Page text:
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I'm going through the Song of Ice and Fire books, and although it's mostly written in what appears to be British English, very occasionally Americanisms sneak in. One example that I just noticed is "out back", referring to a thing's relative position to the rear, often behind a building. Another version of this is "out front", meaning in front of the building or other point of reference.

For example, "The yard is out back, and the street is out front."

I can't seem to find anything about this pair of phrases on the internet, such as when and how it came into American English. Unlike a lot of American phrases, I've never heard a fellow Englishman use either in my life, so I believe that they must have originated somewhere else. Can someone fill me in?

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    In Midwestern American English, at least, these are phrases that are deictically anchored in a habitation. In other words, out back means out in back of the house and out front means out in front of the house. There is a house -- a human habitation to serve as a zero point from which to measure -- in each one; and it is that house that the areas are out of. For the meanings of front and back, see Fillmore's Space essay. – John Lawler Mar 1 '15 at 1:49
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    As for origins, your guess is as good as mine. Nobody was taking notes on it the last few centuries. Anything you find written has nothing to do with the actual spoken language that changes. – John Lawler Mar 1 '15 at 1:52
  • An ngram shows numerous references to out back meaning behind a building in AmE in the 1840s-50s. – bib Mar 1 '15 at 20:08
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Christine Ammer, The American Heritage Dictionary of Idioms (1997) has an entry for out front that contains a mention of out back as well:

out front In front of a building or house, as in We really need to put another light out front, or I'll meet you at the museum, out front. The antonym, referring to the back of building is out back, as in John's out back fixing his bike. The noun front has been used for the side of a building where the main entrance is located since the mid-1300s; back for the rear of a building dates from the late 1300s.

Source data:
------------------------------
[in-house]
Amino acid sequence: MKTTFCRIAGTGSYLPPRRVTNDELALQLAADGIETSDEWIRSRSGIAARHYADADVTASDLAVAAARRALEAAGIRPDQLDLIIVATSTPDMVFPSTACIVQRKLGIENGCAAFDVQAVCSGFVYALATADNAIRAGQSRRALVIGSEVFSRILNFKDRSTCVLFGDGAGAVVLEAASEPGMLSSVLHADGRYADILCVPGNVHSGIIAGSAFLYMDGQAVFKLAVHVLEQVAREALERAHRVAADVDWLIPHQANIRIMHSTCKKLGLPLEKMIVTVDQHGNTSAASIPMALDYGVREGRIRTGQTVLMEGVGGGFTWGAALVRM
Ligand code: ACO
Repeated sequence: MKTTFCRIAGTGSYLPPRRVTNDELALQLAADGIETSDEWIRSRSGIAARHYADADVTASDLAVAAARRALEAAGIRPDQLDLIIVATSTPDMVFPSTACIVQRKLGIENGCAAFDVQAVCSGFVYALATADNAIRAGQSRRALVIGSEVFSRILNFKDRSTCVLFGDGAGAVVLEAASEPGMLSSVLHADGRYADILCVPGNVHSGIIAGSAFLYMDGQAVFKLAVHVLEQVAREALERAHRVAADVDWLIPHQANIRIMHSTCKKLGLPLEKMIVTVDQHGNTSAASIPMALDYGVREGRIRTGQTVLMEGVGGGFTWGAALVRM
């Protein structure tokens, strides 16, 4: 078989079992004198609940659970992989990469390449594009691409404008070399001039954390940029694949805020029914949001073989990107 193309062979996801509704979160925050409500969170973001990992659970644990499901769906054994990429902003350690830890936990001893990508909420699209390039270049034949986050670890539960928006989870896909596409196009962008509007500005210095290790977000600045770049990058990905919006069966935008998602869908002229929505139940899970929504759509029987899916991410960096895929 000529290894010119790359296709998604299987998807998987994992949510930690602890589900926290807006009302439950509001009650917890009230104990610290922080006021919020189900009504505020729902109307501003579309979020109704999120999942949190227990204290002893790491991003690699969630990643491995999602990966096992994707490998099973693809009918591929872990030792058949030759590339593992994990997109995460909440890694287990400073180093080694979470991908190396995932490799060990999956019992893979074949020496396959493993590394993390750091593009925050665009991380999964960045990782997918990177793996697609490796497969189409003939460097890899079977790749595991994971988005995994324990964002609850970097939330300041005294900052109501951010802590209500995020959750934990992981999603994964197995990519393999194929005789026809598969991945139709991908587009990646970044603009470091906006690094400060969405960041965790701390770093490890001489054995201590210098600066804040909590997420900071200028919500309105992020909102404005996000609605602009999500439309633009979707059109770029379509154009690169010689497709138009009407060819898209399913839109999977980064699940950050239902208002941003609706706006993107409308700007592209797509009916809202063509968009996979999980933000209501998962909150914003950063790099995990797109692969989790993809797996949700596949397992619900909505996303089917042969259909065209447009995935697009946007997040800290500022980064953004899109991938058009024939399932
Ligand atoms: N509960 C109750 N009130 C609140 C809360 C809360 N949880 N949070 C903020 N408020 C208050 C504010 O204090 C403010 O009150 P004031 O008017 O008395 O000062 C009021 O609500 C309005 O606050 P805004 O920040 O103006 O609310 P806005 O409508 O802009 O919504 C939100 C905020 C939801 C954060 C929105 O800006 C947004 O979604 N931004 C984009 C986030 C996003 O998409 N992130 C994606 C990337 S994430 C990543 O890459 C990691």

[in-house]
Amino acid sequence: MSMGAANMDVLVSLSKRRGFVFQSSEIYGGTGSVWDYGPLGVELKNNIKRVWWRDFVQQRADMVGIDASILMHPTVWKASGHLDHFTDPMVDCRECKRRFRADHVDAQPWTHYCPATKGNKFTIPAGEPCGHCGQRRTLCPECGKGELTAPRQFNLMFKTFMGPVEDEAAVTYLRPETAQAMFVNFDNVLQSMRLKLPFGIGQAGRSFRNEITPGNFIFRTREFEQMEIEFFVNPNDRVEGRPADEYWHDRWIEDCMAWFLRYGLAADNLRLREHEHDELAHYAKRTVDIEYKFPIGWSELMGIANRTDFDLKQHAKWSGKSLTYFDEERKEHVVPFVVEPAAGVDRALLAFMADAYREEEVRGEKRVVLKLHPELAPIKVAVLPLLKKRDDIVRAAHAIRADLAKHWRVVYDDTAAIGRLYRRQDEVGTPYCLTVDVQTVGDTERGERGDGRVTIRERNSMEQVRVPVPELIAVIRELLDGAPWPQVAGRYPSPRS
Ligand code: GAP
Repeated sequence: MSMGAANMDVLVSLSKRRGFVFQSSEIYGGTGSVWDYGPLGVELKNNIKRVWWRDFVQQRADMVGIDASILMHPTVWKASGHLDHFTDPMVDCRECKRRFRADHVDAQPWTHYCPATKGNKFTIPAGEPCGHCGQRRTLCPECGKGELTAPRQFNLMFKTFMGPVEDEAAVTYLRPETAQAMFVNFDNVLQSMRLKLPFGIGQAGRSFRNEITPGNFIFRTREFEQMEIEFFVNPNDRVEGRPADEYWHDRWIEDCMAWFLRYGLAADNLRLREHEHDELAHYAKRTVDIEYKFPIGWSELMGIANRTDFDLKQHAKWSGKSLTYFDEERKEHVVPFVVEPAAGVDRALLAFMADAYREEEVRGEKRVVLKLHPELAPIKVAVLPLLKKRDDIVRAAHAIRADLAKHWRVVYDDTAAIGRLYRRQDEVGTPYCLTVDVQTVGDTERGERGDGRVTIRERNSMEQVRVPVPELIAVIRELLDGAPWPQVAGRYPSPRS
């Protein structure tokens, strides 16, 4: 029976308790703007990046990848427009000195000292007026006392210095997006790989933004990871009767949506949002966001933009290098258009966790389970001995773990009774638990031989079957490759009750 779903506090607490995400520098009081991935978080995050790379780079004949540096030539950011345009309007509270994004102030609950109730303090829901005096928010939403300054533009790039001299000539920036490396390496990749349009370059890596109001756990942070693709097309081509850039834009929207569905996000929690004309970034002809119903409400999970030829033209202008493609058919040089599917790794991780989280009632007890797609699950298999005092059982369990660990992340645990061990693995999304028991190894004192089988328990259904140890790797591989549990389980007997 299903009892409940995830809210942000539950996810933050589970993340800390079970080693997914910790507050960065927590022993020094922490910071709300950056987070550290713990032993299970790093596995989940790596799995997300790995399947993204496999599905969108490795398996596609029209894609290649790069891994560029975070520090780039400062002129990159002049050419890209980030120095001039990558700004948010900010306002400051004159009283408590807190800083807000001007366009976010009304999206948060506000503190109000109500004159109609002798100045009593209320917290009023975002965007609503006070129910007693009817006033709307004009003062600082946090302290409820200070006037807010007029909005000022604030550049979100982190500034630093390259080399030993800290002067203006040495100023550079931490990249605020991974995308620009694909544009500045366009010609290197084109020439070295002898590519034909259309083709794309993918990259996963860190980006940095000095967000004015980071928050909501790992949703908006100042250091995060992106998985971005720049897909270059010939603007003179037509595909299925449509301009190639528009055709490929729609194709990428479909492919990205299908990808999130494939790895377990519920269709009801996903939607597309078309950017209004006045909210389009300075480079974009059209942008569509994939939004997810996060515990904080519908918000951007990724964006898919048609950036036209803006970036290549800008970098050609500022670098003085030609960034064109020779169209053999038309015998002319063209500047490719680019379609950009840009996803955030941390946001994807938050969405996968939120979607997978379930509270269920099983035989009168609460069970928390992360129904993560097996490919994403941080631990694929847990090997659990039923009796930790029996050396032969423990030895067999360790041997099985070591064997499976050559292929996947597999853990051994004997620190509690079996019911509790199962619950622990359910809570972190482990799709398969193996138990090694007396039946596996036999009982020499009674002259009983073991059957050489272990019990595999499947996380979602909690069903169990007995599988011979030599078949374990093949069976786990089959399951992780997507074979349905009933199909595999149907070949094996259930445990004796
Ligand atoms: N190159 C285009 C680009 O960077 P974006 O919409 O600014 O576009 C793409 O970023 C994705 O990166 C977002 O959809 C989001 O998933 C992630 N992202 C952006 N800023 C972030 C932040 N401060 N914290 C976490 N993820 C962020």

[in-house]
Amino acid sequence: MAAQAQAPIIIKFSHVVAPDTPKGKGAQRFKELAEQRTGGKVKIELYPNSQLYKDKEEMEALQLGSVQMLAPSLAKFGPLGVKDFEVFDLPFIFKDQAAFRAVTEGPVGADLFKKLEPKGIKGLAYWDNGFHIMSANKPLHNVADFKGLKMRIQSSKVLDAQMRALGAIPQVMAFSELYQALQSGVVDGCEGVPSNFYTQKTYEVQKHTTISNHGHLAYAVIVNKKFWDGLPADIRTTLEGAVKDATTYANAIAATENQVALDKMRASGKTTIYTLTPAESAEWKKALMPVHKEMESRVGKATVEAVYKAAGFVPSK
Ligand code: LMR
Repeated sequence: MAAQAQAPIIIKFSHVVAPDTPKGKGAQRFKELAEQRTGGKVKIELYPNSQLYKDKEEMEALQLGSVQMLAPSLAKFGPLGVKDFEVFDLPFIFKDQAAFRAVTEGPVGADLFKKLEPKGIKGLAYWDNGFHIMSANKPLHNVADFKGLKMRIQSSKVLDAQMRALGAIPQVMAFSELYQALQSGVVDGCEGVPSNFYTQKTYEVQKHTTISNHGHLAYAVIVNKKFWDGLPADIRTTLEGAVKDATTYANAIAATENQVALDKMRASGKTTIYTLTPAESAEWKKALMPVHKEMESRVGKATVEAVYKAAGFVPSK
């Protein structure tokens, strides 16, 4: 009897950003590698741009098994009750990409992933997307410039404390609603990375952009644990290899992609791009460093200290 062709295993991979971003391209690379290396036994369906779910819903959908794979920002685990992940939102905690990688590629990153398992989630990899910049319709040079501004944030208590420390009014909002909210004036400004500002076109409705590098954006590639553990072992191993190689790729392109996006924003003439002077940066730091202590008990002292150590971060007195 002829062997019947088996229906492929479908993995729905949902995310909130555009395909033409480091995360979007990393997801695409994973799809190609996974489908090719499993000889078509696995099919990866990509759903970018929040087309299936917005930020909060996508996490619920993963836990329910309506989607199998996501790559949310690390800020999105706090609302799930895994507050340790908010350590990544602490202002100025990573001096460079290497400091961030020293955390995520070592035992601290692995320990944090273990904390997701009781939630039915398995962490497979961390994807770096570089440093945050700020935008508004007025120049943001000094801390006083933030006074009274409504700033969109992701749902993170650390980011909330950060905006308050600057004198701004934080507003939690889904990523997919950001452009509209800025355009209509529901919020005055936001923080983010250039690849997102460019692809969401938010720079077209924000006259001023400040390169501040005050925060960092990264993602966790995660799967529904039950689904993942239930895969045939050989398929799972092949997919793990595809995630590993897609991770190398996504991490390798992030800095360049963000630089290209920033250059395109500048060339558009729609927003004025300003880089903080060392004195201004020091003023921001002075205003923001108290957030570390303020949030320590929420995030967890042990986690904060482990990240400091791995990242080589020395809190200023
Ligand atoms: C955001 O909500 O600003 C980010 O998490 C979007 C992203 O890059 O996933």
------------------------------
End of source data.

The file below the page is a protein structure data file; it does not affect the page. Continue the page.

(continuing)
Unfortunately, this isn't much to go on. It seems clear that the idiomatic use of out back and out front is much more common in North American English than in UK English. But I did find a couple of early instances that suggest that the form may have been used in England before it became very common in North America.

From a 1700 translation of Christoph Schewitzer, A Relation of a Voyage To and Thorough the East-Indies, From the Year 1675 to 1683 (1700):

Thus they [the inhabitants of Columbo] go holloing and shooting along the whole day, thro' Woods and over Mountains : At Night they rest, and for fear the Elephants should get out back again, they light Fires all along about a Stone's throw from each other, which the Elephants are very much afraid of.

And from "Minutes of Evidence Taken Before Select Committee on the Carlow Borough Elections Petitions" (July 1839), in British House of Commons, Parliamentary Papers, 1780–1849, volume 7:

[Question:] Was there any appearance in the back yard of any wall running out back from the house having previously existed, and having been pulled down?

[Answer:] No, I did not observe it; I never visited the place but once, and I saw the house just exactly as I describe it to you.

From this meager evidence, it appears that out back is more than 300 years old in English and has been used in England from a fairly early date. Whether settlers from England to North America brought the phrase with them and it then died out in the mother country, or whether it was reinvented in North America independently of earlier usage in Great Britain, I can't tell. Out front flows naturally as an antonym from out back, so once one of them is established, little is needed to obtain the other.

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